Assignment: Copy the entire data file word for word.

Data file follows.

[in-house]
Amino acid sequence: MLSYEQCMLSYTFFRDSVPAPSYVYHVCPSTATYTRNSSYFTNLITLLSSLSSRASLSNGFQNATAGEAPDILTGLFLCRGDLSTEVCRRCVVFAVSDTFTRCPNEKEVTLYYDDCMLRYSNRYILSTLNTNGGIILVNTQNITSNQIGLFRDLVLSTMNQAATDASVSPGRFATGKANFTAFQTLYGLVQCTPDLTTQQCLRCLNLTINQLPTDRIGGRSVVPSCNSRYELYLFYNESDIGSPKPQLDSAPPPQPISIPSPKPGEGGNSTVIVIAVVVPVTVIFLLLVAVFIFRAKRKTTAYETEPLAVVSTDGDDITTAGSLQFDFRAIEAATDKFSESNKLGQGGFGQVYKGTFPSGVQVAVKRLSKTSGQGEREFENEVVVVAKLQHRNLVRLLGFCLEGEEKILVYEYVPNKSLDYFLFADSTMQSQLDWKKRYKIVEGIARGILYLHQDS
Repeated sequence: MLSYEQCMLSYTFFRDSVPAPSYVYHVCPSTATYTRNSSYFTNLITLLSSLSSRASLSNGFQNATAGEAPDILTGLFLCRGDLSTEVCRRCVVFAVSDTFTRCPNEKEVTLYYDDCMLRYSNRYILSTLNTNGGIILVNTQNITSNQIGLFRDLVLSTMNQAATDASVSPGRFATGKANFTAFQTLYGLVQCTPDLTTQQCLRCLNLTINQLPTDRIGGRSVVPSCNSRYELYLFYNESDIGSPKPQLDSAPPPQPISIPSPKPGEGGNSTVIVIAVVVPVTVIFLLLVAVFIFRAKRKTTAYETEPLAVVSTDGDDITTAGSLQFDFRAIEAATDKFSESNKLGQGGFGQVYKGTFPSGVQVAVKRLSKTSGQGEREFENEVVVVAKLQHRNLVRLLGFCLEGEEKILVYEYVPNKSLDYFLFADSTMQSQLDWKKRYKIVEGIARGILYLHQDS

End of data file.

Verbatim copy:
[in-house]
Amino acid sequence: MLSYEQCMLSYTFFRDSVPAPSYVYHVCPSTATYTRNSSYFTNLITLLSSLSSRASLSNGFQNATAGEAPDILTGLFLCRGDLSTEVCRRCVVFAVSDTFTRCPNEKEVTLYYDDCMLRYSNRYILSTLNTNGGIILVNTQNITSNQIGLFRDLVLSTMNQAATDASVSPGRFATGKANFTAFQTLYGLVQCTPDLTTQQCLRCLNLTINQLPTDRIGGRSVVPSCNSRYELYLFYNESDIGSPKPQLDSAPPPQPISIPSPKPGEGGNSTVIVIAVVVPVTVIFLLLVAVFIFRAKRKTTAYETEPLAVVSTDGDDITTAGSLQFDFRAIEAATDKFSESNKLGQGGFGQVYKGTFPSGVQVAVKRLSKTSGQGEREFENEVVVVAKLQHRNLVRLLGFCLEGEEKILVYEYVPNKSLDYFLFADSTMQSQLDWKKRYKIVEGIARGILYLHQDS
Repeated sequence: MLSYEQCMLSYTFFRDSVPAPSYVYHVCPSTATYTRNSSYFTNLITLLSSLSSRASLSNGFQNATAGEAPDILTGLFLCRGDLSTEVCRRCVVFAVSDTFTRCPNEKEVTLYYDDCMLRYSNRYILSTLNTNGGIILVNTQNITSNQIGLFRDLVLSTMNQAATDASVSPGRFATGKANFTAFQTLYGLVQCTPDLTTQQCLRCLNLTINQLPTDRIGGRSVVPSCNSRYELYLFYNESDIGSPKPQLDSAPPPQPISIPSPKPGEGGNSTVIVIAVVVPVTVIFLLLVAVFIFRAKRKTTAYETEPLAVVSTDGDDITTAGSLQFDFRAIEAATDKFSESNKLGQGGFGQVYKGTFPSGVQVAVKRLSKTSGQGEREFENEVVVVAKLQHRNLVRLLGFCLEGEEKILVYEYVPNKSLDYFLFADSTMQSQLDWKKRYKIVEGIARGILYLHQDS